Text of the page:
Lowell Observatory Colloquia

Integrating Lunar Sample and Remote Sensing Data to Understand the Asymmetry of the Moon

Justin Hagerty, USGS

Lowell Observatory, Giclas Lecture Hall, October 18, 2012 at 3:30 p.m.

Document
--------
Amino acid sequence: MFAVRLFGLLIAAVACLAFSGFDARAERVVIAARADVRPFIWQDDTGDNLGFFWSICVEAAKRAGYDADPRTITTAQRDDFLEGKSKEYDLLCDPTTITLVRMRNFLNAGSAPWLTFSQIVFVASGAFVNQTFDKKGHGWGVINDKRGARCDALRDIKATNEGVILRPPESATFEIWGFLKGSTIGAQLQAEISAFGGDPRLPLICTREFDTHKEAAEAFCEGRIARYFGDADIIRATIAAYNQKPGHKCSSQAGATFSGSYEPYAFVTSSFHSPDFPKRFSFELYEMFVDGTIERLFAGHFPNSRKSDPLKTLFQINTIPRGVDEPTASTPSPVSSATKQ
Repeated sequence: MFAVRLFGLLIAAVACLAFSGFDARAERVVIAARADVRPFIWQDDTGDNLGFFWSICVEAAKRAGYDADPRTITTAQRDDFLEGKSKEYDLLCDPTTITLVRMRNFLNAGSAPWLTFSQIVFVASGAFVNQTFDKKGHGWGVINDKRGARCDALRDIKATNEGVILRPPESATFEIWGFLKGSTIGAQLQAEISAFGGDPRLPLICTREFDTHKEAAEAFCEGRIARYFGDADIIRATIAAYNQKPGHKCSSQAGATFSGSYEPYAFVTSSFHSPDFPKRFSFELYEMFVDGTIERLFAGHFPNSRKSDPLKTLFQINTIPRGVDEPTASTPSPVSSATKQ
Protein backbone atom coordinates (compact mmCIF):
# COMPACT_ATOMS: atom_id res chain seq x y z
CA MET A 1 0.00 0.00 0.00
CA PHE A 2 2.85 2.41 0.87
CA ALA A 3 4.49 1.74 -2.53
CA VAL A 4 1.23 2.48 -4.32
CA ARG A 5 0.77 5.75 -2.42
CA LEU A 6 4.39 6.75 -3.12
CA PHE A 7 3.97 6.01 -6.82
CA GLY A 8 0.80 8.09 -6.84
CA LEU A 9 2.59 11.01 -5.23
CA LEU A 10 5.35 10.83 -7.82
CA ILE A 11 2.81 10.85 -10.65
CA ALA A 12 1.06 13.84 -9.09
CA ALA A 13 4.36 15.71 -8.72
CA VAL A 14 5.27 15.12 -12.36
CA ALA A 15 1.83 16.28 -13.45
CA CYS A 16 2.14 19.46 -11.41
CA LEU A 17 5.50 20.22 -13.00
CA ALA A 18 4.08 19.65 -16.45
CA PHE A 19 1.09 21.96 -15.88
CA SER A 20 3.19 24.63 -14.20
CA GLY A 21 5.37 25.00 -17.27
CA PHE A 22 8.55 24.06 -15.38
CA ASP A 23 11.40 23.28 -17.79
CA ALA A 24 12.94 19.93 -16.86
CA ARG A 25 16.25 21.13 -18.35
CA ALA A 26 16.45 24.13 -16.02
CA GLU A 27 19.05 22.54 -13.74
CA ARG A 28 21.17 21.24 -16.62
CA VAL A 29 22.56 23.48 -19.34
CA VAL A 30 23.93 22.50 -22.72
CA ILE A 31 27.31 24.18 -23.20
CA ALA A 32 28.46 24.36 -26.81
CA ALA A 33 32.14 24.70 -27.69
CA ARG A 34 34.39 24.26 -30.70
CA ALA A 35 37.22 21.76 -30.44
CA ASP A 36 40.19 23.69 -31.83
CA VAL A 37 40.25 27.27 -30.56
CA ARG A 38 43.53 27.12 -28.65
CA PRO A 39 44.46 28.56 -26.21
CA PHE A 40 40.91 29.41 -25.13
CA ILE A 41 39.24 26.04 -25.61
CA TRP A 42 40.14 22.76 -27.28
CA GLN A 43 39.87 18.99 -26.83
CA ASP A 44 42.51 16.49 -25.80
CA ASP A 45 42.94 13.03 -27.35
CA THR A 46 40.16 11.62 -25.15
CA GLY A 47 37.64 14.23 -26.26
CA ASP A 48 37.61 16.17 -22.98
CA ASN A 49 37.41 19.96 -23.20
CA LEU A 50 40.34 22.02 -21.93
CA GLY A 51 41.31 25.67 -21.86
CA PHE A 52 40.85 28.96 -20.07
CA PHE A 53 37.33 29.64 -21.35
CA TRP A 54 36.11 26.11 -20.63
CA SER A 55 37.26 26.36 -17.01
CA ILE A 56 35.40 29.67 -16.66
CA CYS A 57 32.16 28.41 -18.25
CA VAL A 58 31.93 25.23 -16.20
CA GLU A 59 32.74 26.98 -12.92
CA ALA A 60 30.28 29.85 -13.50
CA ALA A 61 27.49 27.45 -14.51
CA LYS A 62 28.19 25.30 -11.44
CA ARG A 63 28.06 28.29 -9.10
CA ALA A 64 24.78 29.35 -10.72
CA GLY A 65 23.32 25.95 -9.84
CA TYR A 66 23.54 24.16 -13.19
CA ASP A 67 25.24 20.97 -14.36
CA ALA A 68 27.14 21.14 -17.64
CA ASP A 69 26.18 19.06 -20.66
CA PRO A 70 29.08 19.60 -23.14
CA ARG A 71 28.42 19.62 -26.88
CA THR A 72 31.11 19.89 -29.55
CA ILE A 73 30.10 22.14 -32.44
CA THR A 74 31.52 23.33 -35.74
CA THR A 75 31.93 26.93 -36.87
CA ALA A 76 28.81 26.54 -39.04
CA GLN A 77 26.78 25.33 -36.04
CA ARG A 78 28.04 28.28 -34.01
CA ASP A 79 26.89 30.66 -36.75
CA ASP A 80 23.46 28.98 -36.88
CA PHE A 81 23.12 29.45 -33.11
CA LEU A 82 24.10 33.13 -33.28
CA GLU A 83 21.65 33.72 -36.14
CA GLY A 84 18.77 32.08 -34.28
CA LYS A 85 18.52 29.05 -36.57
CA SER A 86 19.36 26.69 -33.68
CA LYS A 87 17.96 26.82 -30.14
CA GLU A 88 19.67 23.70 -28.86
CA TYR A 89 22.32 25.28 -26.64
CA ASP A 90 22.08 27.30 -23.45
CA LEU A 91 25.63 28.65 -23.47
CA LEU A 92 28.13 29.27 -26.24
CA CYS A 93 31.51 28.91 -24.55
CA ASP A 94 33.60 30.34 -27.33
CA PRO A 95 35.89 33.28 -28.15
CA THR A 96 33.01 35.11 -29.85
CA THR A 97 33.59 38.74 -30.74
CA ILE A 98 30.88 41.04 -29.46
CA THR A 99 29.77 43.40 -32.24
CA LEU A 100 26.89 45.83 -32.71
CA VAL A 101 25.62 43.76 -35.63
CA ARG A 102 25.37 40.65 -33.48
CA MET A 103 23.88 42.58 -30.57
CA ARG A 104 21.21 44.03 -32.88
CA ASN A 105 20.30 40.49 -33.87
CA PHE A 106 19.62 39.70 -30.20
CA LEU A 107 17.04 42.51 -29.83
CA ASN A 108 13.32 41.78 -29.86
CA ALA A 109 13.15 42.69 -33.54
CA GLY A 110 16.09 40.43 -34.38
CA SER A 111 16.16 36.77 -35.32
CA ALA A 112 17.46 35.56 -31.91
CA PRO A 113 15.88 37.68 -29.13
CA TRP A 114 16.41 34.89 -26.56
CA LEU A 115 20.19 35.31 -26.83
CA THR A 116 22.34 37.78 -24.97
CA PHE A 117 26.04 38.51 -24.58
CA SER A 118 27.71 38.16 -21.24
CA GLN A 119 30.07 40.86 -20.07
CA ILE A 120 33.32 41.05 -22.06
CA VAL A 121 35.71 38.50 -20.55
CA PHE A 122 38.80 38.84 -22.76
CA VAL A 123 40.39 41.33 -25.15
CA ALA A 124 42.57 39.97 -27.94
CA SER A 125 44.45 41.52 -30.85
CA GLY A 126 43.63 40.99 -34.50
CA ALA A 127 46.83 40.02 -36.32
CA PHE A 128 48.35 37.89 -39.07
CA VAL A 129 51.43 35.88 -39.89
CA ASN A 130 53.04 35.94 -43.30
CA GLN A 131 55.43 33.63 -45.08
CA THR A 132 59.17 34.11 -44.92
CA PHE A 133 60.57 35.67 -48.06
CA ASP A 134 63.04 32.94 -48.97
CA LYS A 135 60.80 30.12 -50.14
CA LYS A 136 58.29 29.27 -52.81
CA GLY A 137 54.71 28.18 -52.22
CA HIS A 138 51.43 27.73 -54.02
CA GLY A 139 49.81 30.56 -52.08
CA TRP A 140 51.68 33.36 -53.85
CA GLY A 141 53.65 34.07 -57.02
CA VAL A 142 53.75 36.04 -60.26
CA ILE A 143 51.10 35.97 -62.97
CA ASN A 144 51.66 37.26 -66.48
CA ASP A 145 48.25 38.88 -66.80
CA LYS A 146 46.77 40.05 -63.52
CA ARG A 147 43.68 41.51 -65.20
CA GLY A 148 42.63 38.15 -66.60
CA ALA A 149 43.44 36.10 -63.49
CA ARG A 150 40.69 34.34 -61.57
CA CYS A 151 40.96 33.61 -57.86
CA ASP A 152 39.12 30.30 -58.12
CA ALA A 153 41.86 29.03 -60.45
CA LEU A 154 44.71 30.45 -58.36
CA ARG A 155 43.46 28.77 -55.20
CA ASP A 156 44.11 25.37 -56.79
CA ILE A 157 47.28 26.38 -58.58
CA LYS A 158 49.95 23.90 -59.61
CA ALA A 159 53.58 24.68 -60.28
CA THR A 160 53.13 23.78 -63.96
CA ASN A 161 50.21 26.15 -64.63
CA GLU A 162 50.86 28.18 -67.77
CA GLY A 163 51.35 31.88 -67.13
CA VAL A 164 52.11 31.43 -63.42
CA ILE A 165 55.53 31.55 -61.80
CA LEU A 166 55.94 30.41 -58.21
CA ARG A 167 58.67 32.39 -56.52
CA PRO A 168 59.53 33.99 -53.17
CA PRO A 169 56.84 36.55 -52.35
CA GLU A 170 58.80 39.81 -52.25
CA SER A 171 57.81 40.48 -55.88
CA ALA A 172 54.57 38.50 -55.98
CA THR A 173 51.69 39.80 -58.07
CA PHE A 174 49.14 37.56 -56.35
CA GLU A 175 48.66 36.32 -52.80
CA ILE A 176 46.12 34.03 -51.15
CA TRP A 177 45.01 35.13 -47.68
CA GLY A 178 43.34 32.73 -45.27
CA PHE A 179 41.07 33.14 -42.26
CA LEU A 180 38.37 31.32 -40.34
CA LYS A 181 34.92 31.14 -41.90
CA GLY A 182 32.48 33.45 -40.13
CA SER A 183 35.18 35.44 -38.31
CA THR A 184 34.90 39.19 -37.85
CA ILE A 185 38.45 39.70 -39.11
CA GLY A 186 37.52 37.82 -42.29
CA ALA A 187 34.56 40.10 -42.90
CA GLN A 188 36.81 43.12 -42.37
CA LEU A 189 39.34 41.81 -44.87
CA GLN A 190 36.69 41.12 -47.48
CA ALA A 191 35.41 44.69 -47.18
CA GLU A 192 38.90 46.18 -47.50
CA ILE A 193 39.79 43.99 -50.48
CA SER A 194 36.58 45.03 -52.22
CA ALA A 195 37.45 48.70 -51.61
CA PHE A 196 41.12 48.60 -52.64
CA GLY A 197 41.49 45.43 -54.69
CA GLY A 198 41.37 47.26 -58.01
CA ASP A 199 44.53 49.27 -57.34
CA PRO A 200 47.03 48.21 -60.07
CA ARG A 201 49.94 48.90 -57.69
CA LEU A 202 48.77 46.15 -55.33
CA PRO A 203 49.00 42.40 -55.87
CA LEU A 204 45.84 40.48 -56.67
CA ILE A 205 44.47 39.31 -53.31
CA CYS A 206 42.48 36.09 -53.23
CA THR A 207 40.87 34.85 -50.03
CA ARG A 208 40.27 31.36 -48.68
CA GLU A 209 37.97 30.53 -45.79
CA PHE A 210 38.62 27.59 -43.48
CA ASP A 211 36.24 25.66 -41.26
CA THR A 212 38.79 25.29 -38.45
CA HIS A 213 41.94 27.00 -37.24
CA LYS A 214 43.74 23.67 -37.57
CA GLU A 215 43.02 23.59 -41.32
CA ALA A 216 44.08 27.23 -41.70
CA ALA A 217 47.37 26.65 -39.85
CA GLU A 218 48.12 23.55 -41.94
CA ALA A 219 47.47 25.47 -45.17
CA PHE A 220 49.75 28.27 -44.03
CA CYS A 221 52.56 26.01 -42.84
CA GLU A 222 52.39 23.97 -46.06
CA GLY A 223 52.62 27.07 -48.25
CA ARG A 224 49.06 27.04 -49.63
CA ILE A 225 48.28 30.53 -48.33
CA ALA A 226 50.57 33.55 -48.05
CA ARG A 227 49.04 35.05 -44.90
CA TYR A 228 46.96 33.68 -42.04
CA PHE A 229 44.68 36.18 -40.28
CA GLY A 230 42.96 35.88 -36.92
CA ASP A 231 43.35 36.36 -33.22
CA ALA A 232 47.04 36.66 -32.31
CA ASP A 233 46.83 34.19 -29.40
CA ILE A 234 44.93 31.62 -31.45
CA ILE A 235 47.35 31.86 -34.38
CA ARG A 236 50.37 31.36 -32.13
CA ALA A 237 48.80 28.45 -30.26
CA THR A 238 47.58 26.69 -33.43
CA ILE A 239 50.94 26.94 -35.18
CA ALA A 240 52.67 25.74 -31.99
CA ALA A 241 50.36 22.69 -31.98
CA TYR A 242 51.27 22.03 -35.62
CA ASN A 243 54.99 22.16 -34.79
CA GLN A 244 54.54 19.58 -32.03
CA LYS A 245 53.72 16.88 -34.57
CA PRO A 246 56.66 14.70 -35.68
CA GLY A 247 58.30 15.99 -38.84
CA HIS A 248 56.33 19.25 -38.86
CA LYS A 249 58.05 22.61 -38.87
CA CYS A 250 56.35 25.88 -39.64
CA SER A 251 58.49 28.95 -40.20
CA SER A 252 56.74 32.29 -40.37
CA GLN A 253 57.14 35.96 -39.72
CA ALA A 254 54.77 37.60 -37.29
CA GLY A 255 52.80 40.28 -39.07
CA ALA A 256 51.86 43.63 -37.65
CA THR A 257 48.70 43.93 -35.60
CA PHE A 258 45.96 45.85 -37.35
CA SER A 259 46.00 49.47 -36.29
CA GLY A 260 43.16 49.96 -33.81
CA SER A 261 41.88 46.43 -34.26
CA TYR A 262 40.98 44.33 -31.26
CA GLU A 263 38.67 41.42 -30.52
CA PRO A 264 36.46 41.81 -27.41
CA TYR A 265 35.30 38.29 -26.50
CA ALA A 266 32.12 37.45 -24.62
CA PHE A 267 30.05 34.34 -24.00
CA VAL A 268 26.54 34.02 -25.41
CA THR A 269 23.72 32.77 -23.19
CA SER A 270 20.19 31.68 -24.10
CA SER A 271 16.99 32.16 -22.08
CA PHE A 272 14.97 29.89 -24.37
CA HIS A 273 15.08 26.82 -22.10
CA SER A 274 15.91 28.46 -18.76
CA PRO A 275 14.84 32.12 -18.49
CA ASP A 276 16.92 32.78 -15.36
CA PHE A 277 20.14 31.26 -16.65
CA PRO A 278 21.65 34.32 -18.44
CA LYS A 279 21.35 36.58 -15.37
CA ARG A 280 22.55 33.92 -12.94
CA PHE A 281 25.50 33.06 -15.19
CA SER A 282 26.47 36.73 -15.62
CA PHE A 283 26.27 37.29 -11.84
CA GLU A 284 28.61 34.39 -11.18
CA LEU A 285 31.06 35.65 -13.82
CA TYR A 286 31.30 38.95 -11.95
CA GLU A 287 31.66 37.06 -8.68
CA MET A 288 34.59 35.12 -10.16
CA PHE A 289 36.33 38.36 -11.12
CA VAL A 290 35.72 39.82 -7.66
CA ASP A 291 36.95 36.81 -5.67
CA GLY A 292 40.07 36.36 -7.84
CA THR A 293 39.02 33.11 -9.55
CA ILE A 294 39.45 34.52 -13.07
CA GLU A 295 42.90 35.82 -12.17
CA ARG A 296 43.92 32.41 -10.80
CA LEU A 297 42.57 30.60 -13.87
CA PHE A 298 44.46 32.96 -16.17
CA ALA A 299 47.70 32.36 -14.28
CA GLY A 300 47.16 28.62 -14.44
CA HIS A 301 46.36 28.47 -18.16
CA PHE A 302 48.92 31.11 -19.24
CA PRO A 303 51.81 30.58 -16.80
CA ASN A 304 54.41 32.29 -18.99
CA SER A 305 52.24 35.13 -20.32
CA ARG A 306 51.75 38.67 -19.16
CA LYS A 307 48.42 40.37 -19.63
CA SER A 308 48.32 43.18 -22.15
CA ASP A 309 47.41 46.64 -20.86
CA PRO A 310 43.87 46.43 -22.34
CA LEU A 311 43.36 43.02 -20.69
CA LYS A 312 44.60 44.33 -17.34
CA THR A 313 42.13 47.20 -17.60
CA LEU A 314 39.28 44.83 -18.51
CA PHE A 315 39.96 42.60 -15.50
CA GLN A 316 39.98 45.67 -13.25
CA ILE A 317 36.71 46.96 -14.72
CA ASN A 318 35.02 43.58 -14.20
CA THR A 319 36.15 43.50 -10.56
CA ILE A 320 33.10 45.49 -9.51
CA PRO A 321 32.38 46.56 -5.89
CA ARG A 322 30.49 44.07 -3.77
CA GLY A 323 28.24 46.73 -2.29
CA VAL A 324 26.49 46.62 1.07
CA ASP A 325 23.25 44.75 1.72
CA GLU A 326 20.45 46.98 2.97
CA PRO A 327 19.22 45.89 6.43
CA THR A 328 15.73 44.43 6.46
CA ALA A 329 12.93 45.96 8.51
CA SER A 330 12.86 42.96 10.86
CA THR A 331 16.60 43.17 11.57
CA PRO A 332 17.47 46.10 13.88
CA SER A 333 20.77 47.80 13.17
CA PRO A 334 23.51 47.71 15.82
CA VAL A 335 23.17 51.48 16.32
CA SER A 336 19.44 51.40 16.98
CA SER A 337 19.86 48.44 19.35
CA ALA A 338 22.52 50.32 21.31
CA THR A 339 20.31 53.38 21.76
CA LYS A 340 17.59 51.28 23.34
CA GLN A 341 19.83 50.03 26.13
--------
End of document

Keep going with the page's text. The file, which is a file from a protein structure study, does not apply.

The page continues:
The near and far sides of the Moon exhibit striking differences with respect to their compositional and physical characteristics. One of the limiting factors in understanding the Moon's asymmetry is our more limited knowledge about the lunar far side. In order to learn more about the far side of the Moon and to understand the potential causes for the Moon's asymmetry, it is necessary to leverage the strengths of both sample and remote sensing data. By combining compositional analyses of lunar basalts (returned by the Apollo missions) with global gamma ray spectroscopy, it has been possible to investigate the interior of the lunar far side, which in turn has resulted in a new model for the evolution of our nearest neighbor.

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